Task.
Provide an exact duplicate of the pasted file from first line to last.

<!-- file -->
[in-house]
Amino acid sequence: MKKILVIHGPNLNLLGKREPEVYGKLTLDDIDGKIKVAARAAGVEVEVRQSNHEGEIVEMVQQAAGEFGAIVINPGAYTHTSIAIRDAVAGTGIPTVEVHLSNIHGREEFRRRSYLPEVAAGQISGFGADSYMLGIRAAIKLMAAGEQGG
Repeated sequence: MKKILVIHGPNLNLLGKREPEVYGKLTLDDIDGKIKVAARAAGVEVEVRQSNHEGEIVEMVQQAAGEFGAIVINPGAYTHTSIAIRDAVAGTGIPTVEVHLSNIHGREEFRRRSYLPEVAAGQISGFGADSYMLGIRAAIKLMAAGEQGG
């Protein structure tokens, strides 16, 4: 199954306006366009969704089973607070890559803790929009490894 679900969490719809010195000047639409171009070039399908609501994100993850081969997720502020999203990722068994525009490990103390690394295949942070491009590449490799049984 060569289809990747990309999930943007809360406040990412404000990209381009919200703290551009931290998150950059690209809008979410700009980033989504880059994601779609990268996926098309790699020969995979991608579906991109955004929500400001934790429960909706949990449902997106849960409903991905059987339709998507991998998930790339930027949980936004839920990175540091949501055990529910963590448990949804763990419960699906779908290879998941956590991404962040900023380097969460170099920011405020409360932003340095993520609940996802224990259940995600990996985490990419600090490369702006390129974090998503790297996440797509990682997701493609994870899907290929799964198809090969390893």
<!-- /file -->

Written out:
[in-house]
Amino acid sequence: MKKILVIHGPNLNLLGKREPEVYGKLTLDDIDGKIKVAARAAGVEVEVRQSNHEGEIVEMVQQAAGEFGAIVINPGAYTHTSIAIRDAVAGTGIPTVEVHLSNIHGREEFRRRSYLPEVAAGQISGFGADSYMLGIRAAIKLMAAGEQGG
Repeated sequence: MKKILVIHGPNLNLLGKREPEVYGKLTLDDIDGKIKVAARAAGVEVEVRQSNHEGEIVEMVQQAAGEFGAIVINPGAYTHTSIAIRDAVAGTGIPTVEVHLSNIHGREEFRRRSYLPEVAAGQISGFGADSYMLGIRAAIKLMAAGEQGG
């Protein structure tokens, strides 16, 4: 199954306006366009969704089973607070890559803790929009490894 679900969490719809010195000047639409171009070039399908609501994100993850081969997720502020999203990722068994525009490990103390690394295949942070491009590449490799049984 060569289809990747990309999930943007809360406040990412404000990209381009919200703290551009931290998150950059690209809008979410700009980033989504880059994601779609990268996926098309790699020969995979991608579906991109955004929500400001934790429960909706949990449902997106849960409903991905059987339709998507991998998930790339930027949980936004839920990175540091949501055990529910963590448990949804763990419960699906779908290879998941956590991404962040900023380097969460170099920011405020409360932003340095993520609940996802224990259940995600990996985490990419600090490369702006390129974090998503790297996440797509990682997701493609994870899907290929799964198809090969390893």